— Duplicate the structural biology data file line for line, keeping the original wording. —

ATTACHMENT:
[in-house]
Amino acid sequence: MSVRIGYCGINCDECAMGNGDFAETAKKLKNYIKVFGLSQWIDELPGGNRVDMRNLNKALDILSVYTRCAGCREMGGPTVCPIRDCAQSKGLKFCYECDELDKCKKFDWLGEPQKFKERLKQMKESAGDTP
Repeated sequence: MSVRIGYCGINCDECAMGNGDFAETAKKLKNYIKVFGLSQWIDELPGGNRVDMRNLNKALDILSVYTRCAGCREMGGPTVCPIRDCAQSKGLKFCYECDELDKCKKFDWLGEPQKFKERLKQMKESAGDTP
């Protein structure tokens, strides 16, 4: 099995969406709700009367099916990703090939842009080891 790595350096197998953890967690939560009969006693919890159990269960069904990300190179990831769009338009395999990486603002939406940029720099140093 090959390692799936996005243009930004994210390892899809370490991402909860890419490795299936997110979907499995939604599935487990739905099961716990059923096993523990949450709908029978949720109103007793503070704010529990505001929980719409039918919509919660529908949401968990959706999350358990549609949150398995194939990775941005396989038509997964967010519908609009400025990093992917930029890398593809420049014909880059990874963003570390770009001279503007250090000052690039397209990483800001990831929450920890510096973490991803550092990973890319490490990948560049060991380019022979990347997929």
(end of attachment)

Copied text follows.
[in-house]
Amino acid sequence: MSVRIGYCGINCDECAMGNGDFAETAKKLKNYIKVFGLSQWIDELPGGNRVDMRNLNKALDILSVYTRCAGCREMGGPTVCPIRDCAQSKGLKFCYECDELDKCKKFDWLGEPQKFKERLKQMKESAGDTP
Repeated sequence: MSVRIGYCGINCDECAMGNGDFAETAKKLKNYIKVFGLSQWIDELPGGNRVDMRNLNKALDILSVYTRCAGCREMGGPTVCPIRDCAQSKGLKFCYECDELDKCKKFDWLGEPQKFKERLKQMKESAGDTP
């Protein structure tokens, strides 16, 4: 099995969406709700009367099916990703090939842009080891 790595350096197998953890967690939560009969006693919890159990269960069904990300190179990831769009338009395999990486603002939406940029720099140093 090959390692799936996005243009930004994210390892899809370490991402909860890419490795299936997110979907499995939604599935487990739905099961716990059923096993523990949450709908029978949720109103007793503070704010529990505001929980719409039918919509919660529908949401968990959706999350358990549609949150398995194939990775941005396989038509997964967010519908609009400025990093992917930029890398593809420049014909880059990874963003570390770009001279503007250090000052690039397209990483800001990831929450920890510096973490991803550092990973890319490490990948560049060991380019022979990347997929």